Shirring (pronounced “sure-ing”, not “shear-ing”) is a great technique to easily add a comfy, elasticized waistband to a project. You’ll be surprised just how easy it is! The only thing you’ll need, besides basic sewing supplies, that you may not have on hand is some elastic thread:
You’ll want 2-3 spools. Sewing all the little bands uses up a bit of the elasticized thread!
I’ve got a dress I picked up at goodwill for $2 that I’m going to make into a skirt. I LOVED the colors and the border print on this dress,
just not the top with teeny tiny triangles and the spaghetti straps. (It’s hard to find good border prints so I’m always on the lookout for border prints on premade items that I can use for other purposes!)
I decided that if I just cut off the triangle tops and hemmed the dress above the pre-existing shirring it would be a little long for my tastes. I like my skirts to either hit right at my knee, or really long, maxi type ones.
So I made a cut just below the shirring. (I’ll save the triangles for later. I could make some fun pockets on a solid skirt or something…)
After cutting, I ran the top edge through my serger to finish off the edge. If you don’t have a serger a small 1/4″ hem, rolled hem, or overcast stitch on your regular sewing machine will do just fine. Choose the method you are most comfortable with.
Now we’re ready to get to the shirring! First step is to use your elastic thread to wind up the bobbin. We’ll be sewing with regular thread on the top of your machine, but switching to elastic thread in the bottom. Please hand wind the bobbin. We want to wrap it securely, but try not to stretch the bobbin thread too much. (While you are at it, and if you have another empty bobbin, go ahead and wrap at least two. This will take a few bobbins! I used 1 1/2 spools of elastic thread and 3 bobbins for mine.)
Now, thread your machine as normal, just replace your elastic bobbin for your regular bobbin. We’ll need to change a few stitch settings on your machine as well. First, set your stitch length to 3-3.5 and your tension to around a 6. (This is for my Janome machine. You may need to change yours slightly.) Why the changes? We changed the stitch length because if it’s too small, there’s no room for the fabric to gather. We turned the tension up higher than normal so that the machine stretches the elastic a bit as it sews. (This is what causes much of the puckering and shirring as we go.)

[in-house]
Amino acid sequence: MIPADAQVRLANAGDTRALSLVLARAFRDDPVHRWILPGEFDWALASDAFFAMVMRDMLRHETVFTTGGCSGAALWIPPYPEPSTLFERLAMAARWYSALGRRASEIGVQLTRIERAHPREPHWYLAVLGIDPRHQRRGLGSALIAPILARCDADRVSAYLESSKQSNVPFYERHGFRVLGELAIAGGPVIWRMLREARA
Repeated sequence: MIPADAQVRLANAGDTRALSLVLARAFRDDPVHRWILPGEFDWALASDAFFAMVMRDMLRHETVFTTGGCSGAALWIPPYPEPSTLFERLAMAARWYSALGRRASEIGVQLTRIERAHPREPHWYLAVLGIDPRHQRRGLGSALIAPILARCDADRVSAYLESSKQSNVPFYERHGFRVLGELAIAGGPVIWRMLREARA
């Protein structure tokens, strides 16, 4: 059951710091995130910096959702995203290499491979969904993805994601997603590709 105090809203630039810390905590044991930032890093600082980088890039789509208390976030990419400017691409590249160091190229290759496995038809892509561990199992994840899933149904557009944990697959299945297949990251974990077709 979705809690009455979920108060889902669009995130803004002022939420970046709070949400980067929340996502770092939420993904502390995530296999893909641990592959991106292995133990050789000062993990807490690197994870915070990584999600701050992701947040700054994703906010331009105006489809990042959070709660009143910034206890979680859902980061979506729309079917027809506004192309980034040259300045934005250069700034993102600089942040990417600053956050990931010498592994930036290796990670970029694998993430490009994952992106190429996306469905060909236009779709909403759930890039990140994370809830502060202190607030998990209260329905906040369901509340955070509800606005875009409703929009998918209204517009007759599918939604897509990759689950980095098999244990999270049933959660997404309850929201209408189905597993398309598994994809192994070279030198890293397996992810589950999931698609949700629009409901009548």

We’ll do a couple of test rows on a scrap first to make sure we have the appropriate settings. Try to make adjustments as necessary so the stitching looks similar to mine below:
Things look good!
Don’t worry if it doesn’t look like your finished shirr yet! It will become more gathered as you sew, and there’s one step left after we’re done stitching the rows. I do about 8-10 rows. It’s up to you. Any less and the waist can end up rolling, which isn’t fun! Keep the rows approximately 1/4″ apart. Start at the edge of the waistband and work your way in.
I just use the edge of my presser foot as a guideline (even though it’s a little over 1/4″).
As you start to get more rows, you’ll need to stretch the waistband out slightly as you sew. We’d rather not have any puckers in the stitching!
After you’ve sewn your rows up heat up your iron as hot as your material can handle and turn your steam on. Don’t press the iron down on top of your shirring, but hold it slightly above your shirring rows with the steam on full blast. You’ll see it start to shrink even more! Go around your entire waistband and you’re finished!
Tip on shrinkage amounts: Unfortunately it’s not an exact science. I started out with a piece that would have had a 44″ waist, had I left it. After 8 rows of shirring it shrunk to 31″. After steaming the shirring it shrunk to 27″ (Now, I don’t have a 27″ waist, but the elastic thread is VERY stretchy and the bands of shirring will stretch out a handful of inches to what my waist size is.)
P.P.S. Have you liked Schlosser Designs yet on Facebook? I hit 600 likes over the weekend and am doing a little giveaway over there!